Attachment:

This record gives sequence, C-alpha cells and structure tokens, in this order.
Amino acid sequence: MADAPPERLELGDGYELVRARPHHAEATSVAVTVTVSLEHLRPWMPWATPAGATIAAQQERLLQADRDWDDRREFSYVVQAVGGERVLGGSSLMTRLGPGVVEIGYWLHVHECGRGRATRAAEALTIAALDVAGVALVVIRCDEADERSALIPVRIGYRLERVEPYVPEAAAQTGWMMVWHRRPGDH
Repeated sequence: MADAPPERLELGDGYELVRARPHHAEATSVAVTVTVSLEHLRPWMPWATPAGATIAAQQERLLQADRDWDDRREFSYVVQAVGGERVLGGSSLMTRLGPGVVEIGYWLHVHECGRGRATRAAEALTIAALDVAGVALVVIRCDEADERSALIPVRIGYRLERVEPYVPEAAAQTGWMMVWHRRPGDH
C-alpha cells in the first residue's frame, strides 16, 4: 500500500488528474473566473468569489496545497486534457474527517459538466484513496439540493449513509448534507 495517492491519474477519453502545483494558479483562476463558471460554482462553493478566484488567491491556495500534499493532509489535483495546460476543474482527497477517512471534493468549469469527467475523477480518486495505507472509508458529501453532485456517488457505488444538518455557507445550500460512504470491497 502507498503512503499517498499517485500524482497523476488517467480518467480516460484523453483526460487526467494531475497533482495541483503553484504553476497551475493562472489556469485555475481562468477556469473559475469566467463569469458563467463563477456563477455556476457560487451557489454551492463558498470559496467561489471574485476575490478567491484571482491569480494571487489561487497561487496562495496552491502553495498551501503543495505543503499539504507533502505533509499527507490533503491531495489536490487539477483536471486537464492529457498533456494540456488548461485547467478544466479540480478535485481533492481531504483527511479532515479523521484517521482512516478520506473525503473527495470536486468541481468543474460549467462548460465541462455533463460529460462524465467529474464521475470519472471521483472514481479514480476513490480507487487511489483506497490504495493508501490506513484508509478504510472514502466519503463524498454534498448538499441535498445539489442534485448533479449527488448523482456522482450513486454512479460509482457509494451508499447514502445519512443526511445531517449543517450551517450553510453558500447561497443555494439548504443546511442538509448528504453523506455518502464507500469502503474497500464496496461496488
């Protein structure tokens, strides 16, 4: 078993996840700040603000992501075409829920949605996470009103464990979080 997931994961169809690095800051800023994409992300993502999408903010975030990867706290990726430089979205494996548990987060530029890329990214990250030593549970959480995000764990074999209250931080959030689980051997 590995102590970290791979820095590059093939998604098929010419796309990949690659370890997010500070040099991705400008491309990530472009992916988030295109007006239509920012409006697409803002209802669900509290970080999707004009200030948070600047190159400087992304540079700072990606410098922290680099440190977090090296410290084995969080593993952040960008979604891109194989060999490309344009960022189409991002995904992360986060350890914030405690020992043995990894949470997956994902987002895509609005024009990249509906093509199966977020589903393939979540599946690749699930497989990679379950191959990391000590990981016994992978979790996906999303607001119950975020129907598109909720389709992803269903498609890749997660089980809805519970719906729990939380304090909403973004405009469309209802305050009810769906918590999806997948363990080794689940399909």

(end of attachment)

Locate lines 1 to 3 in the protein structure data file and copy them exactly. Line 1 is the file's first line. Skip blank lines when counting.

This record gives sequence, C-alpha cells and structure tokens, in this order.
Amino acid sequence: MADAPPERLELGDGYELVRARPHHAEATSVAVTVTVSLEHLRPWMPWATPAGATIAAQQERLLQADRDWDDRREFSYVVQAVGGERVLGGSSLMTRLGPGVVEIGYWLHVHECGRGRATRAAEALTIAALDVAGVALVVIRCDEADERSALIPVRIGYRLERVEPYVPEAAAQTGWMMVWHRRPGDH
Repeated sequence: MADAPPERLELGDGYELVRARPHHAEATSVAVTVTVSLEHLRPWMPWATPAGATIAAQQERLLQADRDWDDRREFSYVVQAVGGERVLGGSSLMTRLGPGVVEIGYWLHVHECGRGRATRAAEALTIAALDVAGVALVVIRCDEADERSALIPVRIGYRLERVEPYVPEAAAQTGWMMVWHRRPGDH